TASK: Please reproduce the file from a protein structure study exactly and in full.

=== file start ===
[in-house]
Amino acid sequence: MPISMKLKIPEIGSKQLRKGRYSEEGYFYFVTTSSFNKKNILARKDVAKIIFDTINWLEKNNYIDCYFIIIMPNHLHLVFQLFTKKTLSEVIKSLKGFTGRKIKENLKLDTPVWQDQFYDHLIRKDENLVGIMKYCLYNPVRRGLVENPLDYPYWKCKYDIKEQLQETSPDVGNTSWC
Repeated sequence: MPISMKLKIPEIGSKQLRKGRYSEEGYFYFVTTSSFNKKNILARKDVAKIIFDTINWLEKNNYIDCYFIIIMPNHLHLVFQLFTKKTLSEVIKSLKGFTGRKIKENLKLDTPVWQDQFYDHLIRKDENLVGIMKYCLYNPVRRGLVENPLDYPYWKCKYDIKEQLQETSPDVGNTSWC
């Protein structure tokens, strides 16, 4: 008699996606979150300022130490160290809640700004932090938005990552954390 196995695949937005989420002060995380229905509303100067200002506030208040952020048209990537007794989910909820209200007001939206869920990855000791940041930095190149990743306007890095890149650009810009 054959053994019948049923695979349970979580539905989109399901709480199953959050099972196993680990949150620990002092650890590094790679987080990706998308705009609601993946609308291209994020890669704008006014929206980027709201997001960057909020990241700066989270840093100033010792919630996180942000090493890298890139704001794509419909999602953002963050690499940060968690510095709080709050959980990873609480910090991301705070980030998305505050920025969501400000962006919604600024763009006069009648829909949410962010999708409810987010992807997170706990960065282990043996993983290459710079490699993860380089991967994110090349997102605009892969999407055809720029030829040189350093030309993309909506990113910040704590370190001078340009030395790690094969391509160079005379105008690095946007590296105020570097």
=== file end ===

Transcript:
[in-house]
Amino acid sequence: MPISMKLKIPEIGSKQLRKGRYSEEGYFYFVTTSSFNKKNILARKDVAKIIFDTINWLEKNNYIDCYFIIIMPNHLHLVFQLFTKKTLSEVIKSLKGFTGRKIKENLKLDTPVWQDQFYDHLIRKDENLVGIMKYCLYNPVRRGLVENPLDYPYWKCKYDIKEQLQETSPDVGNTSWC
Repeated sequence: MPISMKLKIPEIGSKQLRKGRYSEEGYFYFVTTSSFNKKNILARKDVAKIIFDTINWLEKNNYIDCYFIIIMPNHLHLVFQLFTKKTLSEVIKSLKGFTGRKIKENLKLDTPVWQDQFYDHLIRKDENLVGIMKYCLYNPVRRGLVENPLDYPYWKCKYDIKEQLQETSPDVGNTSWC
């Protein structure tokens, strides 16, 4: 008699996606979150300022130490160290809640700004932090938005990552954390 196995695949937005989420002060995380229905509303100067200002506030208040952020048209990537007794989910909820209200007001939206869920990855000791940041930095190149990743306007890095890149650009810009 054959053994019948049923695979349970979580539905989109399901709480199953959050099972196993680990949150620990002092650890590094790679987080990706998308705009609601993946609308291209994020890669704008006014929206980027709201997001960057909020990241700066989270840093100033010792919630996180942000090493890298890139704001794509419909999602953002963050690499940060968690510095709080709050959980990873609480910090991301705070980030998305505050920025969501400000962006919604600024763009006069009648829909949410962010999708409810987010992807997170706990960065282990043996993983290459710079490699993860380089991967994110090349997102605009892969999407055809720029030829040189350093030309993309909506990113910040704590370190001078340009030395790690094969391509160079005379105008690095946007590296105020570097």